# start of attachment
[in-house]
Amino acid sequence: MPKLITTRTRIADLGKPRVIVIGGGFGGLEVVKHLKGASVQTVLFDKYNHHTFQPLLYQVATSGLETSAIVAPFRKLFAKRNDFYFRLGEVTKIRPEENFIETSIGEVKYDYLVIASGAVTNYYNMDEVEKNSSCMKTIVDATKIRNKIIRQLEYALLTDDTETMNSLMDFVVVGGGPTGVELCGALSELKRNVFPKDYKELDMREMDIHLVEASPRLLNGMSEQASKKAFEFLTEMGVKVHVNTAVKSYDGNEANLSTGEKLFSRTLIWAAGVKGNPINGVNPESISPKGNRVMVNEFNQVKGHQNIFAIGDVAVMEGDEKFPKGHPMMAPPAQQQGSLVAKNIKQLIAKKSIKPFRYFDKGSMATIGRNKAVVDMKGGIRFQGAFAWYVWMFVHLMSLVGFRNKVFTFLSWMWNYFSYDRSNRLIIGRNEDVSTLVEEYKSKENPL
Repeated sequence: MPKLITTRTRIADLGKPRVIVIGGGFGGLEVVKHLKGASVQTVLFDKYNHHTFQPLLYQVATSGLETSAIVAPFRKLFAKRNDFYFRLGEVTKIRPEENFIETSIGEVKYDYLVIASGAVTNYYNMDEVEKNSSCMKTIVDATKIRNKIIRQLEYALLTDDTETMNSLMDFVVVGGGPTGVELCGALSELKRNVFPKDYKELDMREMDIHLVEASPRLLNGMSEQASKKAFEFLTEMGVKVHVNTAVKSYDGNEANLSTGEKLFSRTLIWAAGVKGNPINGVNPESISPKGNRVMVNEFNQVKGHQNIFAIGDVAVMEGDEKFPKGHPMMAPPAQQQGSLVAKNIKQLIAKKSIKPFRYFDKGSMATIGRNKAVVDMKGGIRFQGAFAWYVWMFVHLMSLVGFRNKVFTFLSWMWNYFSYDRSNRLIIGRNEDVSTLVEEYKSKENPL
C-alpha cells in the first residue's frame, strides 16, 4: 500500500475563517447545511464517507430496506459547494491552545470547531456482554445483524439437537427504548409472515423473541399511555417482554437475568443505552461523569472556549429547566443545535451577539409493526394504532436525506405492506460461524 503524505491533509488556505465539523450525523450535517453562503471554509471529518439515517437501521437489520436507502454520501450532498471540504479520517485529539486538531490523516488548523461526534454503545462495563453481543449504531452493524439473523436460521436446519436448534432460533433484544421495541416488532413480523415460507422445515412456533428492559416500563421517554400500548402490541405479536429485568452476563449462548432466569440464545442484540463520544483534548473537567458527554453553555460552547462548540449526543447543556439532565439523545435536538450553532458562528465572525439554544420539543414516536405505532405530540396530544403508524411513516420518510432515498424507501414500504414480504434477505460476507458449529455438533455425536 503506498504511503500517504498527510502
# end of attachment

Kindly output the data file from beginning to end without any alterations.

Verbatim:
[in-house]
Amino acid sequence: MPKLITTRTRIADLGKPRVIVIGGGFGGLEVVKHLKGASVQTVLFDKYNHHTFQPLLYQVATSGLETSAIVAPFRKLFAKRNDFYFRLGEVTKIRPEENFIETSIGEVKYDYLVIASGAVTNYYNMDEVEKNSSCMKTIVDATKIRNKIIRQLEYALLTDDTETMNSLMDFVVVGGGPTGVELCGALSELKRNVFPKDYKELDMREMDIHLVEASPRLLNGMSEQASKKAFEFLTEMGVKVHVNTAVKSYDGNEANLSTGEKLFSRTLIWAAGVKGNPINGVNPESISPKGNRVMVNEFNQVKGHQNIFAIGDVAVMEGDEKFPKGHPMMAPPAQQQGSLVAKNIKQLIAKKSIKPFRYFDKGSMATIGRNKAVVDMKGGIRFQGAFAWYVWMFVHLMSLVGFRNKVFTFLSWMWNYFSYDRSNRLIIGRNEDVSTLVEEYKSKENPL
Repeated sequence: MPKLITTRTRIADLGKPRVIVIGGGFGGLEVVKHLKGASVQTVLFDKYNHHTFQPLLYQVATSGLETSAIVAPFRKLFAKRNDFYFRLGEVTKIRPEENFIETSIGEVKYDYLVIASGAVTNYYNMDEVEKNSSCMKTIVDATKIRNKIIRQLEYALLTDDTETMNSLMDFVVVGGGPTGVELCGALSELKRNVFPKDYKELDMREMDIHLVEASPRLLNGMSEQASKKAFEFLTEMGVKVHVNTAVKSYDGNEANLSTGEKLFSRTLIWAAGVKGNPINGVNPESISPKGNRVMVNEFNQVKGHQNIFAIGDVAVMEGDEKFPKGHPMMAPPAQQQGSLVAKNIKQLIAKKSIKPFRYFDKGSMATIGRNKAVVDMKGGIRFQGAFAWYVWMFVHLMSLVGFRNKVFTFLSWMWNYFSYDRSNRLIIGRNEDVSTLVEEYKSKENPL
C-alpha cells in the first residue's frame, strides 16, 4: 500500500475563517447545511464517507430496506459547494491552545470547531456482554445483524439437537427504548409472515423473541399511555417482554437475568443505552461523569472556549429547566443545535451577539409493526394504532436525506405492506460461524 503524505491533509488556505465539523450525523450535517453562503471554509471529518439515517437501521437489520436507502454520501450532498471540504479520517485529539486538531490523516488548523461526534454503545462495563453481543449504531452493524439473523436460521436446519436448534432460533433484544421495541416488532413480523415460507422445515412456533428492559416500563421517554400500548402490541405479536429485568452476563449462548432466569440464545442484540463520544483534548473537567458527554453553555460552547462548540449526543447543556439532565439523545435536538450553532458562528465572525439554544420539543414516536405505532405530540396530544403508524411513516420518510432515498424507501414500504414480504434477505460476507458449529455438533455425536 503506498504511503500517504498527510502